The portion of the return beam transmitted through wave plate 38 is then applied to another polarization beam splitter 40. An internal surface 42 of the polarization beam splitter 40 reflects an s-polarized component of the return beam to a first detector 44 and transmits a p-polarized component to a second detector 46. The polarization beam splitter surfaces 18, 30 and 42 can be, for example, multilayer coatings which reflect and/or transmit desired amounts of s-polarized and p-polarized light. It should be noted that any of a number of alternative differential detection arrangements could be used in apparatus 10. For example, the polarization beam splitter 40 could be replaced with a Wollaston beam splitter and the position of detectors 44, 46 could be adjusted such that one detector receives components of the return beam having a p-polarization while the other receives components having an s-polarization. As another alternative, the general wave plate 38 could be replaced with a phase plate selected to remove phase ellipticity in the return beam, and the beam splitter 40 could be a rotatable Wollaston beam splitter rotated to a fixed angle of about 45°. The beam splitter 40 could also be replaced with a larger beam splitter, such as beam splitter 30. In general, the beam splitter 40 separates the portion of the return beam incident thereon into first and second polarization components which are supplied to detectors 44, 46, respectively. Detectors 44, 46 generate first and second data signals from the polarization components. Detectors 44, 46 can be, for example, positive-intrinsic-negative (PIN) or avalanche photodiodes, or any other device capable of detecting incident optical radiation, including multi-element detectors that are used to generate servo signals or alternatively, detectors 44, 46 could be integrated. Suitable photodiodes for detectors 44, 46 include part Nos. FFD100 and FFD200, from EG&G Optoelectronics of Quebec, Canada.
The first and second data signals from detectors 44, 46, respectively, can be used to provide a differential MO data signal which is indicative of data recorded on the MO medium 26. In the embodiment of the present invention, one differential detection channel in apparatus 10 includes detector 44, a first variable gain amplifier 50, and a first error detector circuit 66, while the other differential channel includes detector 46, a second variable gain amplifier 52, and a second error detector circuit 68. The first and second error detector circuits 66, 68 vary the gains of amplifiers 50, 52, respectively, in accordance with feedback signals VC1, VC2, respectively, to generate first and second gain adjusted data signals, respectively. Feedback signals VC1, VC2 are generated as a function of a gain adjusted FFM signal from the front facet detector 22, the gain being adjusted by a variable gain amplifier 60 in accordance with a set point voltage VS from, for example, a microprocessor-controlled voltage source (not shown). The set point voltage VS could be fixed if, for example, all light conditions in the optical head are well known and do not exceed the dynamic range of the apparatus. Alternatively, the set point voltage VS could be adjustable if, for example, the light conditions are known to change due to media reflectivity differences. Such change in light conditions can occur, for example, in a universal head having WO and MO capability. In addition, if the dynamic range is inadequate between write and read functions, VS can be adjusted to maintain the signals within the dynamic range of the apparatus. VS can also be varied to optimize the data signal amplitude for different playback conditions.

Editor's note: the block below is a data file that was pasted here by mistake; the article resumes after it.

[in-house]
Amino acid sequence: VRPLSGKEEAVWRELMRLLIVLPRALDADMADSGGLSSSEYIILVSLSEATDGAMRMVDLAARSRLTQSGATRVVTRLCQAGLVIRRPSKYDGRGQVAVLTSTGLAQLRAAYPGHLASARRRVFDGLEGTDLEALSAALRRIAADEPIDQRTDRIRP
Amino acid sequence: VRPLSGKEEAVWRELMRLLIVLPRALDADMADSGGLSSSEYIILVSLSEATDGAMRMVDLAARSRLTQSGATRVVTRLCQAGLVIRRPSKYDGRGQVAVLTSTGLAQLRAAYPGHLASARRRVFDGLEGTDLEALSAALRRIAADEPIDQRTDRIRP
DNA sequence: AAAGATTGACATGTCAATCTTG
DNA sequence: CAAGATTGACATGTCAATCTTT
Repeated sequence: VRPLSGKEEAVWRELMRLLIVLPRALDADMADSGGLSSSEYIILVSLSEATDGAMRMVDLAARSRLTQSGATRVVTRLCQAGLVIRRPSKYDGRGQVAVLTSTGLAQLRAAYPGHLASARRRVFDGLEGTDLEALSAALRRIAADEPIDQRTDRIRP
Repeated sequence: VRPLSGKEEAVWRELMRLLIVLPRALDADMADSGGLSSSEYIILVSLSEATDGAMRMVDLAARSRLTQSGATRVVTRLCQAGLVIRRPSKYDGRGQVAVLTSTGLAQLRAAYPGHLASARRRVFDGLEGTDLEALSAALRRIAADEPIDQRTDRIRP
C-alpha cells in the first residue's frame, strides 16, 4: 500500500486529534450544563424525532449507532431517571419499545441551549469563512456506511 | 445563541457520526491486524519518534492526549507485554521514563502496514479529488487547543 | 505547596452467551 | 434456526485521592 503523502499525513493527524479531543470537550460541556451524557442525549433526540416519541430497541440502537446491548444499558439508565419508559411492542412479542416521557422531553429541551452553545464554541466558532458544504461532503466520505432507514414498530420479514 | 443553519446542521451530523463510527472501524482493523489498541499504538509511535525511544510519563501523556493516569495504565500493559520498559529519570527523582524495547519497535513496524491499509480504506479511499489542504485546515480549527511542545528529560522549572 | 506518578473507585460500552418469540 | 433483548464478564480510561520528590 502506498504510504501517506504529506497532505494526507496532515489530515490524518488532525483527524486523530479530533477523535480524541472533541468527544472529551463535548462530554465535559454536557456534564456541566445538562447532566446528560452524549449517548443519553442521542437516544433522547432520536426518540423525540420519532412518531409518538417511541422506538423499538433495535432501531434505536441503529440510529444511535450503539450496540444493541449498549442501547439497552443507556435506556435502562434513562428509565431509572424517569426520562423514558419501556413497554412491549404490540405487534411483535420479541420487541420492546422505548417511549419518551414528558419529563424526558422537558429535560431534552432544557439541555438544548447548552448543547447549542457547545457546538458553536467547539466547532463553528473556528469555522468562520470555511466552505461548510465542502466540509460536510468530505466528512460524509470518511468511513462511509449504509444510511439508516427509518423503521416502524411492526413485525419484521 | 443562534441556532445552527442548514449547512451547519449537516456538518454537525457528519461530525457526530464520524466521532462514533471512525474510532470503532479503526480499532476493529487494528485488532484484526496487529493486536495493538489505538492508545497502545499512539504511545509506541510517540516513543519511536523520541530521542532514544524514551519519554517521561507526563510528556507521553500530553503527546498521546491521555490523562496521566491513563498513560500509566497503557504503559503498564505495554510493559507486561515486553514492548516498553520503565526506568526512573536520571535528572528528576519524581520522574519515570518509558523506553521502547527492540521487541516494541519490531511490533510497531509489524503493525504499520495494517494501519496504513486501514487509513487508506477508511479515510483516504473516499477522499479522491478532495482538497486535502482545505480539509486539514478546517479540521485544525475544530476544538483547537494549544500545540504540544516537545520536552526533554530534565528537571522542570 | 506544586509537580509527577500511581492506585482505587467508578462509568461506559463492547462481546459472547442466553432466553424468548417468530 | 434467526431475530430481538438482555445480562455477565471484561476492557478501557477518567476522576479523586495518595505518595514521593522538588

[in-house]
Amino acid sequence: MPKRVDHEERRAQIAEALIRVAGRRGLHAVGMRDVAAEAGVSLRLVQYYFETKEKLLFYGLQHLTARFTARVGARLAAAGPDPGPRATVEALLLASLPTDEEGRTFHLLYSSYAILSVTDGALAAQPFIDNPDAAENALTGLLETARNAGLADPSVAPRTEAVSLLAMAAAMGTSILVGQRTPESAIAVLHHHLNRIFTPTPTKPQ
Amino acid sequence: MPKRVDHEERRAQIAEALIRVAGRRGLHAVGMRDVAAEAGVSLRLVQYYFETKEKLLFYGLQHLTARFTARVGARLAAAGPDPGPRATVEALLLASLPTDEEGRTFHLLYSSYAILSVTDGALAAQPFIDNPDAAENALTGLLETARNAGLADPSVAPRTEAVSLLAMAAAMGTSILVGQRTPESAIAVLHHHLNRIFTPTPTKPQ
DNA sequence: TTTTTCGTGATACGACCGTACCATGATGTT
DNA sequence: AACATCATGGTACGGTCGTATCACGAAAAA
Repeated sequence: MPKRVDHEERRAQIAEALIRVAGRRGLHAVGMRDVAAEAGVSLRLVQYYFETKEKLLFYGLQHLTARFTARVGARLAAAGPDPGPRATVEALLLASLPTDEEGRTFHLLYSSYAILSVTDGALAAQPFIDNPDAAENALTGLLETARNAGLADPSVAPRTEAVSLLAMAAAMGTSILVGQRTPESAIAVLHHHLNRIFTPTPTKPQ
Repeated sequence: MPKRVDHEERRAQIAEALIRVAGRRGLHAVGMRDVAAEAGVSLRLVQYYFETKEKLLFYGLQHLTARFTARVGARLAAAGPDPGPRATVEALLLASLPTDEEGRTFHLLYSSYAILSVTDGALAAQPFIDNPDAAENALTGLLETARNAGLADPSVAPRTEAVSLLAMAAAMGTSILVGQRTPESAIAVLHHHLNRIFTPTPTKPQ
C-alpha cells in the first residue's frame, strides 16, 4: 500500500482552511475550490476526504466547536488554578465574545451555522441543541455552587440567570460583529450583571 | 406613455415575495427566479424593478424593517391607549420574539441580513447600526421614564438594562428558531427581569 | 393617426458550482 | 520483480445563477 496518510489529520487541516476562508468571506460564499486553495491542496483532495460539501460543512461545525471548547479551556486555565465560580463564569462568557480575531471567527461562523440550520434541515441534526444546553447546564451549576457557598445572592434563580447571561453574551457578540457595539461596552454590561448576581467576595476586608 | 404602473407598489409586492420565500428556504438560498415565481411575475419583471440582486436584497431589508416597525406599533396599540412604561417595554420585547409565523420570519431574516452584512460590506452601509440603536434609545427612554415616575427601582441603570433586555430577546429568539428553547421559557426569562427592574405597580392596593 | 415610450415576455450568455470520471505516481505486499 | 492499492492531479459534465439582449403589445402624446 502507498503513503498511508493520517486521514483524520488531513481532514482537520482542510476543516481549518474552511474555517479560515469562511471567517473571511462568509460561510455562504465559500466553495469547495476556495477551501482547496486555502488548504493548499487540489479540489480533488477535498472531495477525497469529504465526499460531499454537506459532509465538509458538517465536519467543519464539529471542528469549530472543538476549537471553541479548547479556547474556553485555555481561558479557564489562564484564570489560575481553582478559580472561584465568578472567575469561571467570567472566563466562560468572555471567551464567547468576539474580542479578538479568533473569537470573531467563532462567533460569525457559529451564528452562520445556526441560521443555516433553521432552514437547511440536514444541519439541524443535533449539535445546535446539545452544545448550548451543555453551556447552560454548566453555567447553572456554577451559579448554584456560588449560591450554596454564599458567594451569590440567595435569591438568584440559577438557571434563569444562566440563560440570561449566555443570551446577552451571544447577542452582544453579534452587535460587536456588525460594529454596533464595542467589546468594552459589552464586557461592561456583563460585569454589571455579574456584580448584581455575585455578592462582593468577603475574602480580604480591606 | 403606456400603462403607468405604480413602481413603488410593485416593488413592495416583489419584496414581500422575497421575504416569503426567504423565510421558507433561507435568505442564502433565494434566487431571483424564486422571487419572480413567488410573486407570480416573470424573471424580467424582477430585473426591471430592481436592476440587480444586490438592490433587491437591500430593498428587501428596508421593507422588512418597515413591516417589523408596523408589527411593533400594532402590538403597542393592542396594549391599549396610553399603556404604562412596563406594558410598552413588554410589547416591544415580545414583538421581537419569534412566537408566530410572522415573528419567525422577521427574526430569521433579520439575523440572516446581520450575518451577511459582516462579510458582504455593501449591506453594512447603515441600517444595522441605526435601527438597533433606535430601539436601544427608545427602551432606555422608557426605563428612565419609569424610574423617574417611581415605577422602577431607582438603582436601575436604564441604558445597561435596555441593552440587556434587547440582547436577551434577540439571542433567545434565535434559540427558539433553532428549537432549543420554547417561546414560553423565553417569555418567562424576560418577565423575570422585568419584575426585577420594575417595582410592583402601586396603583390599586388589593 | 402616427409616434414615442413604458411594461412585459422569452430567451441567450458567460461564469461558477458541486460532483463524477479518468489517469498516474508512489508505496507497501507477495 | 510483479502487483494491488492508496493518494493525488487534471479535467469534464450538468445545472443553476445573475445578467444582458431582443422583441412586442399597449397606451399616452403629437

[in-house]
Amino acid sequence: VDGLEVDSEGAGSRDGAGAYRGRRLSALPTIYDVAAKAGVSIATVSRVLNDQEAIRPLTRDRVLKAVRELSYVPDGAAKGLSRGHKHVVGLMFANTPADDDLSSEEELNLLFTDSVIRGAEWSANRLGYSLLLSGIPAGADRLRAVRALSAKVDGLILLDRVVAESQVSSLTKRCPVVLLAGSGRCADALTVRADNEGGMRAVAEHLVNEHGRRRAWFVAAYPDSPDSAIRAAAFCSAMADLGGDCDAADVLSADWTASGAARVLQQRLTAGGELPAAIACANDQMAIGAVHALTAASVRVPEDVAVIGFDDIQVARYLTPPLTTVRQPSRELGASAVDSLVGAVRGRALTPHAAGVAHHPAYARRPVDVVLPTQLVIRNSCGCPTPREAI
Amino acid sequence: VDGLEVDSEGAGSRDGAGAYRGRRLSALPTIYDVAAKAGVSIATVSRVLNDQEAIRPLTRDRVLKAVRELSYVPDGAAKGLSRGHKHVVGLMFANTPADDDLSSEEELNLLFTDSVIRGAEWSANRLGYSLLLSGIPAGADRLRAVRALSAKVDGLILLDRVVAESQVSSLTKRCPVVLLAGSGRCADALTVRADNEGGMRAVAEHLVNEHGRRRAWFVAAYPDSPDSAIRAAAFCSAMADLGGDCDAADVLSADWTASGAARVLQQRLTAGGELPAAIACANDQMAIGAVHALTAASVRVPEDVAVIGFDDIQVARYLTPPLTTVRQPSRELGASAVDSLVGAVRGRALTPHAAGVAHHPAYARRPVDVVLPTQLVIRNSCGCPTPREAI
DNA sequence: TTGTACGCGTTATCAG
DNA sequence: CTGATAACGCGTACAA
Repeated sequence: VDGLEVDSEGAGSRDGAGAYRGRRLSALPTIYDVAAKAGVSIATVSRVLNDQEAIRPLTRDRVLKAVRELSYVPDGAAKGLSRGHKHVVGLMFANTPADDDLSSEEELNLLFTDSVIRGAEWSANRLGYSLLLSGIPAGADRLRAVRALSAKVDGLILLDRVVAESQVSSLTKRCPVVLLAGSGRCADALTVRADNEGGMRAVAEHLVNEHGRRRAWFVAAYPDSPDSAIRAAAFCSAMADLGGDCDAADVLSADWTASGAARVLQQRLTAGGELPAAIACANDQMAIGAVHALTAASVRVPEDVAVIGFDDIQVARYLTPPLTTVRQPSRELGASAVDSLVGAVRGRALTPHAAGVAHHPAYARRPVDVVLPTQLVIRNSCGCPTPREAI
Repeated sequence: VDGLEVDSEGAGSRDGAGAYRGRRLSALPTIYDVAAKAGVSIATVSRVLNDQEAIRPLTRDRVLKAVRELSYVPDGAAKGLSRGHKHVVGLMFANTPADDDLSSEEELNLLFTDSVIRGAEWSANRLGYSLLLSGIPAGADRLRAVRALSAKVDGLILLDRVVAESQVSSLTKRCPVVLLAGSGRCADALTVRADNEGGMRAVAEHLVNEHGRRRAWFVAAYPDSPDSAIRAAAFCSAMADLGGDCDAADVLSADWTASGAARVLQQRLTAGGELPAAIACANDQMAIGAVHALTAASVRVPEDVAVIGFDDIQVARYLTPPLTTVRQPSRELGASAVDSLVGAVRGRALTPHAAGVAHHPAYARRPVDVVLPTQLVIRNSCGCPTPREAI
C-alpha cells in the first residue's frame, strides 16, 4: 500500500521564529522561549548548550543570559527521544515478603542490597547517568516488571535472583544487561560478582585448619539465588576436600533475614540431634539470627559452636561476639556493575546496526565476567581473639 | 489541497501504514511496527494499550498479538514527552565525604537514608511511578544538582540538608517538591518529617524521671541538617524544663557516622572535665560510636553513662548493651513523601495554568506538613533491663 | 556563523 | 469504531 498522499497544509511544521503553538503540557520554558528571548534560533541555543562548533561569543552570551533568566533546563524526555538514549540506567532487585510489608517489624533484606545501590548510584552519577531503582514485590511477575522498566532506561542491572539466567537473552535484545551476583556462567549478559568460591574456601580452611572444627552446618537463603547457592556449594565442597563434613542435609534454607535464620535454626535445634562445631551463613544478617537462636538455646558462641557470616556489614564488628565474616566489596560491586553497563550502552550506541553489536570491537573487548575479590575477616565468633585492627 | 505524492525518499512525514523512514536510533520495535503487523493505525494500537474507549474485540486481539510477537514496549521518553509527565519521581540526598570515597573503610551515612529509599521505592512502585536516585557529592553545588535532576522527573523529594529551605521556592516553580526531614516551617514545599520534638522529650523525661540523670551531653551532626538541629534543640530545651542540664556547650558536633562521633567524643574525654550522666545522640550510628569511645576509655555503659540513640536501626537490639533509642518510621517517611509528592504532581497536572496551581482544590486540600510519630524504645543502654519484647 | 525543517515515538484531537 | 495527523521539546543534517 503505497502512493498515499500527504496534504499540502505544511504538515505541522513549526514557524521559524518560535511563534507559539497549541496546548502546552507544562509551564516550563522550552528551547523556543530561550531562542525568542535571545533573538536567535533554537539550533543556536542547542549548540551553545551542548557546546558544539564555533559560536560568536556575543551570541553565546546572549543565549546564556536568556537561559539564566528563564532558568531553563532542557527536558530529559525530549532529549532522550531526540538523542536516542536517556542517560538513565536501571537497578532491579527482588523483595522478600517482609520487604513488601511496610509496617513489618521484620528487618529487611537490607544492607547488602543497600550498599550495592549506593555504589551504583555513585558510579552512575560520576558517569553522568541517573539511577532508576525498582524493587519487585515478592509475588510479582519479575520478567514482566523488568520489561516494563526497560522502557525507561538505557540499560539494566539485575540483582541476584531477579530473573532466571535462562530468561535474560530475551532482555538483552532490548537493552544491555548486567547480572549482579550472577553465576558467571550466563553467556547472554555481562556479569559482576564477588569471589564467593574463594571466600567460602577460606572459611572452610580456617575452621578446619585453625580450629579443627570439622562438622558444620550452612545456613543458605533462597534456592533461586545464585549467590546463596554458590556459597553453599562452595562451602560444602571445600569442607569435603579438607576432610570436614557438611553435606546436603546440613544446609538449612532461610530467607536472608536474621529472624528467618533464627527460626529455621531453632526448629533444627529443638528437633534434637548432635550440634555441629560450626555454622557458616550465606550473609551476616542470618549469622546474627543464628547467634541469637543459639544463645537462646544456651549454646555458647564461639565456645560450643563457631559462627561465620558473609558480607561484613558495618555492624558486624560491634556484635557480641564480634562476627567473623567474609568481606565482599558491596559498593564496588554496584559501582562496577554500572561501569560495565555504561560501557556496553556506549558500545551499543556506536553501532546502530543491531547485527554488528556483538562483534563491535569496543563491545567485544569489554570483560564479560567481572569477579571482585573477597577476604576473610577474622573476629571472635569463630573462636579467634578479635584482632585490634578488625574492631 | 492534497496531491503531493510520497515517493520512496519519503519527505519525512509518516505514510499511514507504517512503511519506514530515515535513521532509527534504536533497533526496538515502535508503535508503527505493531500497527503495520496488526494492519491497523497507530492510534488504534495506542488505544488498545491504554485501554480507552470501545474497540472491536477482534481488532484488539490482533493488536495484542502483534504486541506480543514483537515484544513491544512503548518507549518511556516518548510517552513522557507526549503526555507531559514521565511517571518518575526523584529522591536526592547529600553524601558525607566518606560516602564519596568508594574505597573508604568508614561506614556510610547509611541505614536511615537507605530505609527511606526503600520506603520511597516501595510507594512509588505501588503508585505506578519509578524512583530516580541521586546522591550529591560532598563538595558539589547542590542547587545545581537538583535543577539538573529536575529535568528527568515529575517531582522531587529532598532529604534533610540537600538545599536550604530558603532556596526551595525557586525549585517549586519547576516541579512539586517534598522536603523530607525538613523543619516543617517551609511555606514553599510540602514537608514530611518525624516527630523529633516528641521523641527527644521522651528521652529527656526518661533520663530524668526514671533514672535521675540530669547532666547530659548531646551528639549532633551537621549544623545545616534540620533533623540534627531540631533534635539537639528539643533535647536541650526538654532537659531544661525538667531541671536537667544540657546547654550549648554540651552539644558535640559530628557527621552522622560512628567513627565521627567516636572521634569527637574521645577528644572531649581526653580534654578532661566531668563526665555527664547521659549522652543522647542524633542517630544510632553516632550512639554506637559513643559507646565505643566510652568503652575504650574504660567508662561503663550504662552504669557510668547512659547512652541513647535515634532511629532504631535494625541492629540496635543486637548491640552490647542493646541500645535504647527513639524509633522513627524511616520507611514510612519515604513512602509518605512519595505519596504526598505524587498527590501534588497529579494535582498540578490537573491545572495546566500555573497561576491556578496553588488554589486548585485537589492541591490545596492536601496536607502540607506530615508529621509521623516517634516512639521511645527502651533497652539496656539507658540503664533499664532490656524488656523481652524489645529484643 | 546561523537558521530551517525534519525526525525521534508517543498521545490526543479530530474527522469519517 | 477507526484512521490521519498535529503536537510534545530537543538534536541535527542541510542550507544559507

As shown in FIG. 1, the first and second gain adjusted data signals from variable gain amplifiers 50, 52, respectively, are applied to inputs of a differential amplifier 54 which generates an MO data signal as the difference between the first and second gain adjusted data signals. Other signal difference circuits suitable for generating an MO data signal from the first and second gain adjusted data signals could be used in place of the differential amplifier 54.
It will now be assumed that storage medium 26 is a WO medium. A WO data signal can be generated in apparatus 10 from a return beam reflected from, for example, stamped CD-like media or a phase change or ablative WO medium. The return beam is directed through optical components 24, 16, 28, 36, 38 and 40 in the manner previously described in conjunction with the generation of an MO data signal. Detectors 44, 46 generate data signals which pass through variable gain amplifiers 50, 52, respectively, and first and second error detector circuits 66, 68, respectively to produce first and second gain adjusted data signals, respectively. A summing amplifier 56 receives the first and second gain adjusted data signals and combines them to form a sum density-type WO data signal, referred hereinafter as a combined data signal. Data signals can thus be generated for both MO and WO media in apparatus 10 of FIG. 1 by appropriate processing of the data signals from detectors 44, 46. Alternative signal combiners can be utilized in place of the summing amplifier 56.
Optical apparatus 10 also implements a source noise subtraction technique to generate the WO data signal. The uncompensated WO data signal output of summing amplifier 56 is applied to one input of a differential amplifier 58. The gain adjusted FFM signal output from variable gain amplifier 60 is applied to an amplifier 62, and the amplified gain adjusted FFM signal is then applied to another input of differential amplifier 58. The amplitude and phase of the FFM and WO signals at the input of differential amplifier 58 are equalized in a manner to be described in detail below in conjunction with FIG. 2. The output of differential amplifier 58, which is the difference between the amplified gain adjusted FFM signal and the uncompensated WO data signal, is a compensated WO data signal in which source noise-induced fluctuations are substantially reduced.